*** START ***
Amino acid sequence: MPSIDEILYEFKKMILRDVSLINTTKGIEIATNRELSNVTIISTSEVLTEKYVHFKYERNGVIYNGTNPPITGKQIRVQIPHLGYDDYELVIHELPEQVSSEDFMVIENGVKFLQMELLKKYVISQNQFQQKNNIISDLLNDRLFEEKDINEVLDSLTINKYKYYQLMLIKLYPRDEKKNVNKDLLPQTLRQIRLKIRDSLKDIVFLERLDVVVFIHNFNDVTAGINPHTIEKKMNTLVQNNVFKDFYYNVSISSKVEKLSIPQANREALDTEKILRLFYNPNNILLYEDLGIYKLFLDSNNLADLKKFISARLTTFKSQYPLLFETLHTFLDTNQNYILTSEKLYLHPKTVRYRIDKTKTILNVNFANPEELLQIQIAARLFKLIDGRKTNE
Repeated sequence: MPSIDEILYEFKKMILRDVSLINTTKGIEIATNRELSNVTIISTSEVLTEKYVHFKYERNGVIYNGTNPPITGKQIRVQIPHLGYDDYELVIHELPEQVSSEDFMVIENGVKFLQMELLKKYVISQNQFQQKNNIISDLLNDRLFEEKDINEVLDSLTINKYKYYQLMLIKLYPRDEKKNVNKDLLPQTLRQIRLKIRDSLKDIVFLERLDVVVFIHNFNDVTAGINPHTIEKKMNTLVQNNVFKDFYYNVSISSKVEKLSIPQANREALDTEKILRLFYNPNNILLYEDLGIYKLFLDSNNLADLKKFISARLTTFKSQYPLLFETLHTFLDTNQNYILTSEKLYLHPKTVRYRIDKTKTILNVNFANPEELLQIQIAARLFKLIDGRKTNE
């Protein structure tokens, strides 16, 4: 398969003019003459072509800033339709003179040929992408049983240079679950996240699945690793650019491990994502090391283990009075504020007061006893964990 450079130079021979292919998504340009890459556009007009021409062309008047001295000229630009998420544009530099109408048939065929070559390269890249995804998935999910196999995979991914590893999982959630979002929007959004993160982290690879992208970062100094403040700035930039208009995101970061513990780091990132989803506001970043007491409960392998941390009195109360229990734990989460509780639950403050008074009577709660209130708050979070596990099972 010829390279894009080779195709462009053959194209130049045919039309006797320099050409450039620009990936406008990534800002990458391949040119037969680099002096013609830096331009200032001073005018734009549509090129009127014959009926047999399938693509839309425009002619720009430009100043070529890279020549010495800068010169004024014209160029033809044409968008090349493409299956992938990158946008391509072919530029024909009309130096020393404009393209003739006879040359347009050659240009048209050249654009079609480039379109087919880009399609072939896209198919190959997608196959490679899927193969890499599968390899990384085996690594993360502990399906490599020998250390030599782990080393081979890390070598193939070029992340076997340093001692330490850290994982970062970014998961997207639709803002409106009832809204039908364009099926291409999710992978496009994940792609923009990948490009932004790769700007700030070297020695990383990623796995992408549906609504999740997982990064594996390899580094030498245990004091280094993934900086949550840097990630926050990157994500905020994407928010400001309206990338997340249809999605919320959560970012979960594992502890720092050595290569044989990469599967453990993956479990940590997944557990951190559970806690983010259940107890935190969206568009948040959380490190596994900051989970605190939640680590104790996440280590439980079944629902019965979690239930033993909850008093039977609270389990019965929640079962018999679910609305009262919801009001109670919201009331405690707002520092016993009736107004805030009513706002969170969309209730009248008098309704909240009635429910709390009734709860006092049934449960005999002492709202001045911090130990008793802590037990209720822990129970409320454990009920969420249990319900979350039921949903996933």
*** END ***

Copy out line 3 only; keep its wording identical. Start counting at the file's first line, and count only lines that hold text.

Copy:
């Protein structure tokens, strides 16, 4: 398969003019003459072509800033339709003179040929992408049983240079679950996240699945690793650019491990994502090391283990009075504020007061006893964990 450079130079021979292919998504340009890459556009007009021409062309008047001295000229630009998420544009530099109408048939065929070559390269890249995804998935999910196999995979991914590893999982959630979002929007959004993160982290690879992208970062100094403040700035930039208009995101970061513990780091990132989803506001970043007491409960392998941390009195109360229990734990989460509780639950403050008074009577709660209130708050979070596990099972 010829390279894009080779195709462009053959194209130049045919039309006797320099050409450039620009990936406008990534800002990458391949040119037969680099002096013609830096331009200032001073005018734009549509090129009127014959009926047999399938693509839309425009002619720009430009100043070529890279020549010495800068010169004024014209160029033809044409968008090349493409299956992938990158946008391509072919530029024909009309130096020393404009393209003739006879040359347009050659240009048209050249654009079609480039379109087919880009399609072939896209198919190959997608196959490679899927193969890499599968390899990384085996690594993360502990399906490599020998250390030599782990080393081979890390070598193939070029992340076997340093001692330490850290994982970062970014998961997207639709803002409106009832809204039908364009099926291409999710992978496009994940792609923009990948490009932004790769700007700030070297020695990383990623796995992408549906609504999740997982990064594996390899580094030498245990004091280094993934900086949550840097990630926050990157994500905020994407928010400001309206990338997340249809999605919320959560970012979960594992502890720092050595290569044989990469599967453990993956479990940590997944557990951190559970806690983010259940107890935190969206568009948040959380490190596994900051989970605190939640680590104790996440280590439980079944629902019965979690239930033993909850008093039977609270389990019965929640079962018999679910609305009262919801009001109670919201009331405690707002520092016993009736107004805030009513706002969170969309209730009248008098309704909240009635429910709390009734709860006092049934449960005999002492709202001045911090130990008793802590037990209720822990129970409320454990009920969420249990319900979350039921949903996933």